The Hermitage is surrounded by mango trees (brought from India in the early 1700s), breadfruit (brought from Tahiti by the British to feed the slaves who rejected it when it was then used to feed pigs), night blooming cereus, royal palms, coconut trees and tamarinds, as well as flamboyants, the national tree of Nevis and St Kitts, sister island to Nevis, only a short ferry ride away.

Nevis is as friendly a Caribbean island as you can find. Everyone sweet talks you.

Having introduced me to an elderly cannon followed by an outsized lobster sandwich, two hummingbirds and some wild monkeys, Pam Berry unashamedly sugar-coated her favourite Leeward island.

“Columbus, who in 1493 called Nevis ‘Nuestra Senora de las Nieves’ (Our Lady of the Snows) after its one cloud-capped peak, brought sugar plants to the New World from the Canary Islands. The discovery of tea in India made the Europeans suddenly so sweet-toothed. At one stage slaves outnumbered the English 1000-1. St Kitts was the centre of the industry.”

Berry is an expert on the 100-acre Golden Rock Plantation Inn on Nevis, one of Leeward islands off Antigua. The land in Gingerland was originally purchased by her family in 1801. She visited the island for the first time from Philadelphia in 1963 and took over the hotel in 1975. And sold it to New York artists Brice and Helen Marden.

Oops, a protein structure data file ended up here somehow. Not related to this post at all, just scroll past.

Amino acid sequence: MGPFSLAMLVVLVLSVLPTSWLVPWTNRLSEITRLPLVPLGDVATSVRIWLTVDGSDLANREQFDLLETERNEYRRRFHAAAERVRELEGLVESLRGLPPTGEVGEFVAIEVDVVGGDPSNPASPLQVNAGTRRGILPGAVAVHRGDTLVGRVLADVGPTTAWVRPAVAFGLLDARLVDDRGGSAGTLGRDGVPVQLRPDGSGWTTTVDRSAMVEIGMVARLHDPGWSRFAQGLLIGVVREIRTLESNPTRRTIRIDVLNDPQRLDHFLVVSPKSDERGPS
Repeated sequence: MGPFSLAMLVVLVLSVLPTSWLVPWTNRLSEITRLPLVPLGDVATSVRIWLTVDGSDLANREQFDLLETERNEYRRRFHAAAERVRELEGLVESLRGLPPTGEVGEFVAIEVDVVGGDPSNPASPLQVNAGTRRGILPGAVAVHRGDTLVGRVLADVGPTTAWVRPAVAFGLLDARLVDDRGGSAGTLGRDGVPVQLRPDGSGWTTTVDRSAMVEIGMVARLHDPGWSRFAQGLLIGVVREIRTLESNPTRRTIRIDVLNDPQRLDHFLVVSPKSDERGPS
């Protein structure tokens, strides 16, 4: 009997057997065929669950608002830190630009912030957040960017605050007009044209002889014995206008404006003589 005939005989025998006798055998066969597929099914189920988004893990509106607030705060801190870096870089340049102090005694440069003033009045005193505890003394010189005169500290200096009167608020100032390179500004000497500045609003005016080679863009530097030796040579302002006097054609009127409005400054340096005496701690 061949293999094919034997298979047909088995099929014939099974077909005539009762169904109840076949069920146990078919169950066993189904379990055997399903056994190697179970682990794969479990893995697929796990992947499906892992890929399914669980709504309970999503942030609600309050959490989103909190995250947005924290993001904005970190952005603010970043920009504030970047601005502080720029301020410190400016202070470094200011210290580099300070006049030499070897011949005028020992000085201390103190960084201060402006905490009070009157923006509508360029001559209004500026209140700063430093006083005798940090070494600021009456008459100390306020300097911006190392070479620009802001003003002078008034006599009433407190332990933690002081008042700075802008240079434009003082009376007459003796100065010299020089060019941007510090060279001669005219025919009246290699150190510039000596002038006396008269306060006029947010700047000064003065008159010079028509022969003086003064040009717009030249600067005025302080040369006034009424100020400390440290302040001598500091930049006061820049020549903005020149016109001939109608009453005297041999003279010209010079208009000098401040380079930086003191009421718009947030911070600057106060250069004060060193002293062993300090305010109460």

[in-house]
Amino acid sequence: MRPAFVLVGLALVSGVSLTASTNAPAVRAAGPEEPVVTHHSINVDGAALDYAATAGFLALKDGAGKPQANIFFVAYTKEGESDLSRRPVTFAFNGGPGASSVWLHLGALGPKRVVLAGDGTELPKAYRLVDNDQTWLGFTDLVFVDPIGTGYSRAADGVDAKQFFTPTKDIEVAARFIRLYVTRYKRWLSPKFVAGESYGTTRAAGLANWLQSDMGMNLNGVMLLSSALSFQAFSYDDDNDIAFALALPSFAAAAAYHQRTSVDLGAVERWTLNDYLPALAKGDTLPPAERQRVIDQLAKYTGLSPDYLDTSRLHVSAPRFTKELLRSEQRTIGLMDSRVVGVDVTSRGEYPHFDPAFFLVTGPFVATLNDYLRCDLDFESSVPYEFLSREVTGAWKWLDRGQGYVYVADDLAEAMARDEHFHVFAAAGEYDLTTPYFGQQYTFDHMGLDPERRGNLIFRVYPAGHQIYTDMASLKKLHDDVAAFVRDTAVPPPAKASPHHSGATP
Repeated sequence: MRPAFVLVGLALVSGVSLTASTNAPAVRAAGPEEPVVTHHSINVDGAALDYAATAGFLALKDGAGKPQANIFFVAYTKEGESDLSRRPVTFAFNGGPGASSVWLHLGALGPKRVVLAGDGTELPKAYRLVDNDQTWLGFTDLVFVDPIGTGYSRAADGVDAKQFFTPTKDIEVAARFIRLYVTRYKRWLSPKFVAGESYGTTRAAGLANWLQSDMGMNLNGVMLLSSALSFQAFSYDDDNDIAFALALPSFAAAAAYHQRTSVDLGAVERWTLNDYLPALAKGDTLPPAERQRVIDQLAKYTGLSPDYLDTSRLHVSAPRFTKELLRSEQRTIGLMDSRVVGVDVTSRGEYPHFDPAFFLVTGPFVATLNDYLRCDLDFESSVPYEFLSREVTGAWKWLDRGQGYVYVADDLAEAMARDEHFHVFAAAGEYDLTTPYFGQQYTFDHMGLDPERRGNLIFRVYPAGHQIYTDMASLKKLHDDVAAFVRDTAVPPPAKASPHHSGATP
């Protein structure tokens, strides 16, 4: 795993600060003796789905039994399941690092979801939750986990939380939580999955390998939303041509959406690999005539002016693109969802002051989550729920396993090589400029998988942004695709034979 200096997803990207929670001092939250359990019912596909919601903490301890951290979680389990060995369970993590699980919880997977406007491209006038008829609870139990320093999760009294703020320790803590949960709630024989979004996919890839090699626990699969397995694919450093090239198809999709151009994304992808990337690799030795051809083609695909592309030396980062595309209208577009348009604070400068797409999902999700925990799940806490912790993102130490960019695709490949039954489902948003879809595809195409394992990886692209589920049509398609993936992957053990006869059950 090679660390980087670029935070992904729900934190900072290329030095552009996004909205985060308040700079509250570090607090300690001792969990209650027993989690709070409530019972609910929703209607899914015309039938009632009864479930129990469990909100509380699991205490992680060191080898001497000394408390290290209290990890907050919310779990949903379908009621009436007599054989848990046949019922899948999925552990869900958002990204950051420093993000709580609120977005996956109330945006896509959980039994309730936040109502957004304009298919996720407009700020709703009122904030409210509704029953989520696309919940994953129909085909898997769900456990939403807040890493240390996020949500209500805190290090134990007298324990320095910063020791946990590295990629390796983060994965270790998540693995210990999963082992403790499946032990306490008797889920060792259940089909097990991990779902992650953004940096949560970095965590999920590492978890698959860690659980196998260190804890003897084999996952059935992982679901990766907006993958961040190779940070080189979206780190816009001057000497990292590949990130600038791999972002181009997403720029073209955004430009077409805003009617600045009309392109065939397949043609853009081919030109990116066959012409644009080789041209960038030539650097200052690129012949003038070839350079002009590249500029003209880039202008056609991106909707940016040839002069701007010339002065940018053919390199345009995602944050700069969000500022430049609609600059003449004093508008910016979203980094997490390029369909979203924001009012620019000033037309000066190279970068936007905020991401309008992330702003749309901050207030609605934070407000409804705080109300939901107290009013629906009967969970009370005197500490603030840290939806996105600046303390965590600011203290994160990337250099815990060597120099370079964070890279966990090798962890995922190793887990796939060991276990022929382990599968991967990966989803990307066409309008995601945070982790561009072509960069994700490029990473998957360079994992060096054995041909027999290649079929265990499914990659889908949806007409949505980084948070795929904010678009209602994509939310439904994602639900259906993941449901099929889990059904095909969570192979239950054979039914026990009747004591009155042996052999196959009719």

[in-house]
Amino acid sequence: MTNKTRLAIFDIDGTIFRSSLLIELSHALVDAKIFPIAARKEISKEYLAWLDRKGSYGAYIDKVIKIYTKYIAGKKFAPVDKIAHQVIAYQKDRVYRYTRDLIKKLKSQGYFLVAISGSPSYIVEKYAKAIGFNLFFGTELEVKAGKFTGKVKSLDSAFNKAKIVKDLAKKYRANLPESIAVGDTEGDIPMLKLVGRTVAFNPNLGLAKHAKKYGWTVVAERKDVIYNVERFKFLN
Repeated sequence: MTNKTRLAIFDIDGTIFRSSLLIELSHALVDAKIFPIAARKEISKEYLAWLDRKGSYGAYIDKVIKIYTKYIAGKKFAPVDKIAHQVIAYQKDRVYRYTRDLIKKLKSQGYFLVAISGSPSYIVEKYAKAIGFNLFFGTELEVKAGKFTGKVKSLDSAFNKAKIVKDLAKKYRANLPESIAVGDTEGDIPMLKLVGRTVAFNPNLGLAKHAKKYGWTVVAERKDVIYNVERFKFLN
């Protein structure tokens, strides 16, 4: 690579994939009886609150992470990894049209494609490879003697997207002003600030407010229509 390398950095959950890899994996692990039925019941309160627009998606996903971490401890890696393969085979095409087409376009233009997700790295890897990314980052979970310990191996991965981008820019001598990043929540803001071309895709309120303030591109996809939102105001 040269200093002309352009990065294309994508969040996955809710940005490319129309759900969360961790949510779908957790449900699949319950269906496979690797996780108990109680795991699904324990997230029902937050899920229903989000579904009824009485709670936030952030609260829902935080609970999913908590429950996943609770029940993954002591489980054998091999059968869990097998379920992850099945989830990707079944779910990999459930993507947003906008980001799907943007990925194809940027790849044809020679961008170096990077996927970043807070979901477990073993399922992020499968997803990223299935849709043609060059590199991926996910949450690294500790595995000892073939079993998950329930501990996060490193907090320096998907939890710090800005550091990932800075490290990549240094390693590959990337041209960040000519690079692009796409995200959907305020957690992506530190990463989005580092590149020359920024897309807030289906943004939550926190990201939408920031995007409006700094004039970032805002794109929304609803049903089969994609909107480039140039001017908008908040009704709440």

“Our reception area is the old counting house where they counted the hogsheads. It goes back to 1801.  The Drip House is where they purified the water. You can stay in our sugar mill suite. You can be part of history in any plantation.

“The sugar industry ended mainly because of the size  of Nevis and St Kitts. Neither could compete with or modernise at the same rate as other countries. And eventually young locals refused to work the fields because it was too hard and too hot. And barwork and water sports paid better. Sugar production officially ceased on the two islands in July 2005.”

View of the Caribbean island of Nevis and the Nevis volcano peak as seen from the Montpelier Plantation in the Federation of St Kitts and Nevis.View of the Caribbean island of Nevis and the Nevis volcano peak as seen from the Montpelier Plantation in the Federation of St Kitts and Nevis.

If they are not talking about sugar, the Nevisians talk about Horatio Nelson. He arrived as captain of HMS Boreas in 1785 and spent two years enforcing Britain’s Navigation Acts, which were intended to keep its colonies trade exclusive to the mother country. He had a lookout at Saddle Hill. Nelson Spring provided his fresh water. He attended a ball at the Bath Hotel, the first tourist hotel in the Caribbean.

Unsurprisingly, Nevis also has a Nelson Museum. One of the exhibits is a scrap of the Union Jack flag from ‘The Victory’.

On March 11, 1797 Nelson married Frances Fanny Herbert Nelson under the silk cotton tree, a short stroll from the Montpelier Plantation Inn. Fanny, a young widow, was the niece of the owner of the Montpelier sugar plantation. The future William IV gave the couple away. St John’s Fig Tree Church holds their wedding licence. Nelson left the island in 1798 and the couple separated in 1801.

As yet, there isn’t an an all-inclusive ‘Admiral Nelson Resort’.

Or a Horatio honeymoon ‘hideaway’ offering generous high season discounts to people with one eye and half an arm.

However, a ‘Lady Di Suite’ might be in the pipeline.